The central puzzle of this generation, perhaps, is that of radicalization: why they moved from apparently reasonable nationalist politics—the campaign for home rule—to take up the cause of absolute independence, secured by force if necessary. This was not a uniform process. Foster notes that while some revolutionaries came from nationalist or republican families that had “kept the faith” since Fenian times, others “decided autonomously to challenge the assumptions with which they had grown up.” It would be tempting to see conversions such as that of Seán O’Faoláin at a performance of Lennox Robinson’s Patriots as central, but they were just one among many strands of experience. A striking number of the revolutionaries were, Foster suggests, “at an angle” to family life, having a dead or absent father. But while there were elements of youth rebellion in the movement, it was not simply a generational conflict.

Foster’s account reminds us of the reduced role of Protestants in the republican guerrilla struggle after 1919, relative to their involvement in the pre-1916 separatist movement, and of their even smaller part in the post-revolutionary power dispensation. The rebuilders of the Irish Republican Brotherhood (the forerunner of the Irish Republican Army), Bulmer Hobson and Denis McCullough, were key figures in the secret organization that would launch the 1916 rebellion, and women such as Alice Milligan, Susan Mitchell, and Mabel McConnell equally manifested the intensity of the republican ideal. Still, although McCullough might voice a Protestant contempt for Catholics—too fearful for their “miserable souls” to risk violent action—they came increasingly to form the movement’s center of gravity. Thomas MacDonagh temporarily lost his Protestant faith; Maud Gonne and Casement (under sentence of death) converted to Catholicism.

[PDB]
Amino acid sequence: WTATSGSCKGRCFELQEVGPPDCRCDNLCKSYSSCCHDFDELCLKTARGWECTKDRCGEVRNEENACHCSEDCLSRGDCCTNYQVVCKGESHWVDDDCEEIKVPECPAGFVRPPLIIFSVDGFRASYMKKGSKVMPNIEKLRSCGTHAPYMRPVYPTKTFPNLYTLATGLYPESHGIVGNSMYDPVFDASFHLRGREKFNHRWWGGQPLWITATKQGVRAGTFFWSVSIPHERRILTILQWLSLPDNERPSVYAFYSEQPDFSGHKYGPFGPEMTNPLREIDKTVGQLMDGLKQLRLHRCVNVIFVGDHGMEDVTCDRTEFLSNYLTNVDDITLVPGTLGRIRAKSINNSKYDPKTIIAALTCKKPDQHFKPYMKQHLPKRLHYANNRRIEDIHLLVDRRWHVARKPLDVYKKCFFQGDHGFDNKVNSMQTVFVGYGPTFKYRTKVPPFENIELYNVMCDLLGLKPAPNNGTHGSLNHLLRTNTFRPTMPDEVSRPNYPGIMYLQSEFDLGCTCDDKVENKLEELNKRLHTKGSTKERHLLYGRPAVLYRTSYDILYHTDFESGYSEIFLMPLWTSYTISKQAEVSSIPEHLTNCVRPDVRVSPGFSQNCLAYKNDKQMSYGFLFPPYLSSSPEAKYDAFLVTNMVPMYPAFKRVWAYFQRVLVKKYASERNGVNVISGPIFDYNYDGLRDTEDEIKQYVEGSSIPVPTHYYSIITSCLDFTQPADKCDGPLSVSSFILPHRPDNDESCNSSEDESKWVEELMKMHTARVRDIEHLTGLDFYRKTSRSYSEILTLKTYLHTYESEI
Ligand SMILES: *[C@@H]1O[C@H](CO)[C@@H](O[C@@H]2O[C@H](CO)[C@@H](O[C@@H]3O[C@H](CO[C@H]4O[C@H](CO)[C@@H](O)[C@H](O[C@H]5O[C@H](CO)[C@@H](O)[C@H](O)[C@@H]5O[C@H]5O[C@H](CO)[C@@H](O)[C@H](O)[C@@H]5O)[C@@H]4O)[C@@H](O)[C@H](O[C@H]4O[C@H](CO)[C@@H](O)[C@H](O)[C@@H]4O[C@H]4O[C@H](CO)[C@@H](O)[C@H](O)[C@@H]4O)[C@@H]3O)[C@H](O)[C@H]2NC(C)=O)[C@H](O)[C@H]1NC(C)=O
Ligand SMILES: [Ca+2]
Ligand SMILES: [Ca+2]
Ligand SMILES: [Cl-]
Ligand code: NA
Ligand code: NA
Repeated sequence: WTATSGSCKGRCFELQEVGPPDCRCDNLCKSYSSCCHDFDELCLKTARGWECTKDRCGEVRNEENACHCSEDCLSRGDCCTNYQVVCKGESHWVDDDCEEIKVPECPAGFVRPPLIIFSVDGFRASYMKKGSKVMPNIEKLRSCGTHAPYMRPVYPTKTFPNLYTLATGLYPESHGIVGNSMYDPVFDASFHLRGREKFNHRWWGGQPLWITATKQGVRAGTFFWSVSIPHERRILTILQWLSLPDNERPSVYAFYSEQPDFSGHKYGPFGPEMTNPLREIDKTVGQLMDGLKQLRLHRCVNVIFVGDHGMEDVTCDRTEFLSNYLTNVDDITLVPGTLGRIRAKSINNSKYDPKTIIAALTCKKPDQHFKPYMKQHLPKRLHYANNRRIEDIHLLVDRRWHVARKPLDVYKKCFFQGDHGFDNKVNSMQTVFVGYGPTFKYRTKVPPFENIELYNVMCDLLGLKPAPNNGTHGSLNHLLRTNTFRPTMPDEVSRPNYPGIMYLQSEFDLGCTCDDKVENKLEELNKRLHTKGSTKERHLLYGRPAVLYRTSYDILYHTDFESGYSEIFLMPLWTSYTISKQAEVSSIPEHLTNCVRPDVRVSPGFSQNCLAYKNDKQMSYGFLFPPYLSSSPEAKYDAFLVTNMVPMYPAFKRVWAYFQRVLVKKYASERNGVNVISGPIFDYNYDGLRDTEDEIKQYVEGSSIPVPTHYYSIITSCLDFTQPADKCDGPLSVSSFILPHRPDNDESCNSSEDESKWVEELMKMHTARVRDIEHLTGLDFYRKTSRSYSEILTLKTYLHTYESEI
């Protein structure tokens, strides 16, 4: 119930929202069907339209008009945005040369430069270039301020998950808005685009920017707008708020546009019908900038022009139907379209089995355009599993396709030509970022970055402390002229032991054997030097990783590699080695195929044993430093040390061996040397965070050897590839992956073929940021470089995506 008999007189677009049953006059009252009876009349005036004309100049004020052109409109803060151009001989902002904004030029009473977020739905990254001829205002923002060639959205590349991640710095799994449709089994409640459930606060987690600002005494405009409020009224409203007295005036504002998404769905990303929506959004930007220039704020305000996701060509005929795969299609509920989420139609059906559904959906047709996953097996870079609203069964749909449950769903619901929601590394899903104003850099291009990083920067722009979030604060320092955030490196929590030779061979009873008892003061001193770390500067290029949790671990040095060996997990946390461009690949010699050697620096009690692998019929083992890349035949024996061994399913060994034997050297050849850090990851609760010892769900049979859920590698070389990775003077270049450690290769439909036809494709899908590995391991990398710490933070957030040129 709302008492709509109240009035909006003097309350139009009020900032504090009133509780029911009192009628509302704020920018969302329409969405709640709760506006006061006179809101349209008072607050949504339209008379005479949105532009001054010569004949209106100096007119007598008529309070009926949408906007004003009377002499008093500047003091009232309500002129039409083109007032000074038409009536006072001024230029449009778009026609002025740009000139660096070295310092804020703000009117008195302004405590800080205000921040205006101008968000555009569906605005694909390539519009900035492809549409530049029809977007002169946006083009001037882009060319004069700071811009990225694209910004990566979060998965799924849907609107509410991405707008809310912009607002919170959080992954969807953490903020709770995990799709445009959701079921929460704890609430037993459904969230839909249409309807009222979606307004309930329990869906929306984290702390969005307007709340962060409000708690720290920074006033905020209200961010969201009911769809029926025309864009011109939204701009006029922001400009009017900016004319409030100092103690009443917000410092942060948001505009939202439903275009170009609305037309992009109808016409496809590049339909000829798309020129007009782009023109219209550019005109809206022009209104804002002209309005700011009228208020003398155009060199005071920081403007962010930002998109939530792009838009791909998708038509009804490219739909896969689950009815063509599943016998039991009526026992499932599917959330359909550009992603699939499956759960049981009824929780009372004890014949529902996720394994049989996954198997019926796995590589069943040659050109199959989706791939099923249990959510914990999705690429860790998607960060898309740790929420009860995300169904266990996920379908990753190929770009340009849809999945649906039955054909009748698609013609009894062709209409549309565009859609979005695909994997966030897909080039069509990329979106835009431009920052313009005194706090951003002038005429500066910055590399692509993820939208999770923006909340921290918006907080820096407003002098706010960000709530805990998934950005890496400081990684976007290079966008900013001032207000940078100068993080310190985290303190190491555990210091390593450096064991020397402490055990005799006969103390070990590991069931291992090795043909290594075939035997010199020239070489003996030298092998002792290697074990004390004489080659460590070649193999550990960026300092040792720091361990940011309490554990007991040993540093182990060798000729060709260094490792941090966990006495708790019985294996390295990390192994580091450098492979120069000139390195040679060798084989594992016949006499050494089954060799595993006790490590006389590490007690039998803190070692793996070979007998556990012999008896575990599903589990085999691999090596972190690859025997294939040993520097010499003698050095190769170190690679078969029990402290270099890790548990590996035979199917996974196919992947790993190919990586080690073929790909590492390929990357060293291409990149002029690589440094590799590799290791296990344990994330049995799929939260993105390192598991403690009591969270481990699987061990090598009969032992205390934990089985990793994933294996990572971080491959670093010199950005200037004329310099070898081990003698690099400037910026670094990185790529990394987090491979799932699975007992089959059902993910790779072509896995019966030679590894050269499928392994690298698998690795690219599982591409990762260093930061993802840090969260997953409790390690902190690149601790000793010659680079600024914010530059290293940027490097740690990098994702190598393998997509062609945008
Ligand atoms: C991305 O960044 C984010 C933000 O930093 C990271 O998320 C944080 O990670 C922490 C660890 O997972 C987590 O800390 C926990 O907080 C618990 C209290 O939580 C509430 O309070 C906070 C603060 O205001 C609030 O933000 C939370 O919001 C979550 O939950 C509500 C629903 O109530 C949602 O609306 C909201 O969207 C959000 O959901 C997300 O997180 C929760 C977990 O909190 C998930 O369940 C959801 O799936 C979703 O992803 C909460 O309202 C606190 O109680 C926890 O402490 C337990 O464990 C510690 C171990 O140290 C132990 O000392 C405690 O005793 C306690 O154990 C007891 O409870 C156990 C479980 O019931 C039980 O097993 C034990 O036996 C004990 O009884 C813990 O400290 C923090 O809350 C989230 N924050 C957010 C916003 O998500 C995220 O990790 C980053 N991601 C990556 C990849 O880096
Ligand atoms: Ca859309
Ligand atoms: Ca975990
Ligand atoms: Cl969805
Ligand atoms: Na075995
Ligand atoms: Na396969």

Not just education but “a number of other cultural phenomena,” as Foster says, had “always taken on a political and religious complexion.” One such phenomenon that does not come into focus here is sport. (Foster’s index has entries for homoeroticism, homosexuality, and homosocial bonding, but not hurling.) Not all the revolutionaries were enthusiasts, of course, but many were, and games “racy of the soil” were a central element of the Gaelo-centric “Irish-Ireland” movement. The Gaelic Athletic Association (GAA) operated alongside the Gaelic League as a pervasive constituent not only of the cultural movement but also of revolutionary separatism. A significant proportion of the officers of the Irish Volunteers military organization were elected because of their prominence in the GAA, and it can be argued that the GAA’s intolerance of “English” games was one of the vital impulses that propelled separatism from the cultural to the political sphere.